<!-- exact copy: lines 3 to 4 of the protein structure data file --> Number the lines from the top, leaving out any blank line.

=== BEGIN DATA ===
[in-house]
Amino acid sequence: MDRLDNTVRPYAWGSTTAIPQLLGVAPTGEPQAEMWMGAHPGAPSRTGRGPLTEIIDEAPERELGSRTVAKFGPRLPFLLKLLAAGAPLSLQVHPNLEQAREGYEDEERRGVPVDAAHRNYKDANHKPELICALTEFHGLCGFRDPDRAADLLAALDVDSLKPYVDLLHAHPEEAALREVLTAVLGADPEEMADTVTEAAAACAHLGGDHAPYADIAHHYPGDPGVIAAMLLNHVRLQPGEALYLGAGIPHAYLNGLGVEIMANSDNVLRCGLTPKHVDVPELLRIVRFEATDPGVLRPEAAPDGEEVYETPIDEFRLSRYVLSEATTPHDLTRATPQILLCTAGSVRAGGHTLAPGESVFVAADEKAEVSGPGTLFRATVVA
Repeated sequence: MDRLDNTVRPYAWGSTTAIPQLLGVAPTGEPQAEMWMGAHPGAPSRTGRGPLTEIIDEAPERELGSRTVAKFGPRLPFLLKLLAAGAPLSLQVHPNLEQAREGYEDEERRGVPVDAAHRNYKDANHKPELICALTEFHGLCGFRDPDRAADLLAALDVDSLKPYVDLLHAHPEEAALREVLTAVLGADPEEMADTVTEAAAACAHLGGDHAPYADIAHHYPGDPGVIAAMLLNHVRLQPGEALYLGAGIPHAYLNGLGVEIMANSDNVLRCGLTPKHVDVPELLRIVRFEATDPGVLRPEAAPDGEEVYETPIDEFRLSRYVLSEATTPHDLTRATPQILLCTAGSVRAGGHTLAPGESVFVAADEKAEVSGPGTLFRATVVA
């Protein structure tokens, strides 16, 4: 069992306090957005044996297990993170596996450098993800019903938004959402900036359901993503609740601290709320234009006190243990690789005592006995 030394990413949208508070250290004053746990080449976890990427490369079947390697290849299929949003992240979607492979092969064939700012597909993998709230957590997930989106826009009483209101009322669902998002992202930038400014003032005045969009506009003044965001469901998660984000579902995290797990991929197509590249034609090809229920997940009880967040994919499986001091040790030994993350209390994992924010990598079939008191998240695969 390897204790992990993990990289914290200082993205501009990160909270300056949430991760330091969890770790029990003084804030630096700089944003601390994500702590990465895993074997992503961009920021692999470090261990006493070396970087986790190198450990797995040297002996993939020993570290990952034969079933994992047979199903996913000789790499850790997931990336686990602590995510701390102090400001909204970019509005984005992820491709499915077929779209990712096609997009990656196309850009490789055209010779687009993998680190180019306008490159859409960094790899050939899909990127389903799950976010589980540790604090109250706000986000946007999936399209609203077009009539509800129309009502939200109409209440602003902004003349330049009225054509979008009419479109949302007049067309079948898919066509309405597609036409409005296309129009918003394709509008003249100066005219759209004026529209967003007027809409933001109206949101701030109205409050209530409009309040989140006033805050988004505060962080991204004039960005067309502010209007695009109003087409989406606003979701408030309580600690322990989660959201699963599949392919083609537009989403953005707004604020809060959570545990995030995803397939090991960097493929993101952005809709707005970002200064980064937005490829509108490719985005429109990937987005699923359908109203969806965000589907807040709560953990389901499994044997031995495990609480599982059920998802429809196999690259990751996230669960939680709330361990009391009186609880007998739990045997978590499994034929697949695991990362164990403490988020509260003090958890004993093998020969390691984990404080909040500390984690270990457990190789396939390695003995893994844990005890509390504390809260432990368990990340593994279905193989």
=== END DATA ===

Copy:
Repeated sequence: MDRLDNTVRPYAWGSTTAIPQLLGVAPTGEPQAEMWMGAHPGAPSRTGRGPLTEIIDEAPERELGSRTVAKFGPRLPFLLKLLAAGAPLSLQVHPNLEQAREGYEDEERRGVPVDAAHRNYKDANHKPELICALTEFHGLCGFRDPDRAADLLAALDVDSLKPYVDLLHAHPEEAALREVLTAVLGADPEEMADTVTEAAAACAHLGGDHAPYADIAHHYPGDPGVIAAMLLNHVRLQPGEALYLGAGIPHAYLNGLGVEIMANSDNVLRCGLTPKHVDVPELLRIVRFEATDPGVLRPEAAPDGEEVYETPIDEFRLSRYVLSEATTPHDLTRATPQILLCTAGSVRAGGHTLAPGESVFVAADEKAEVSGPGTLFRATVVA
């Protein structure tokens, strides 16, 4: 069992306090957005044996297990993170596996450098993800019903938004959402900036359901993503609740601290709320234009006190243990690789005592006995 030394990413949208508070250290004053746990080449976890990427490369079947390697290849299929949003992240979607492979092969064939700012597909993998709230957590997930989106826009009483209101009322669902998002992202930038400014003032005045969009506009003044965001469901998660984000579902995290797990991929197509590249034609090809229920997940009880967040994919499986001091040790030994993350209390994992924010990598079939008191998240695969 390897204790992990993990990289914290200082993205501009990160909270300056949430991760330091969890770790029990003084804030630096700089944003601390994500702590990465895993074997992503961009920021692999470090261990006493070396970087986790190198450990797995040297002996993939020993570290990952034969079933994992047979199903996913000789790499850790997931990336686990602590995510701390102090400001909204970019509005984005992820491709499915077929779209990712096609997009990656196309850009490789055209010779687009993998680190180019306008490159859409960094790899050939899909990127389903799950976010589980540790604090109250706000986000946007999936399209609203077009009539509800129309009502939200109409209440602003902004003349330049009225054509979008009419479109949302007049067309079948898919066509309405597609036409409005296309129009918003394709509008003249100066005219759209004026529209967003007027809409933001109206949101701030109205409050209530409009309040989140006033805050988004505060962080991204004039960005067309502010209007695009109003087409989406606003979701408030309580600690322990989660959201699963599949392919083609537009989403953005707004604020809060959570545990995030995803397939090991960097493929993101952005809709707005970002200064980064937005490829509108490719985005429109990937987005699923359908109203969806965000589907807040709560953990389901499994044997031995495990609480599982059920998802429809196999690259990751996230669960939680709330361990009391009186609880007998739990045997978590499994034929697949695991990362164990403490988020509260003090958890004993093998020969390691984990404080909040500390984690270990457990190789396939390695003995893994844990005890509390504390809260432990368990990340593994279905193989």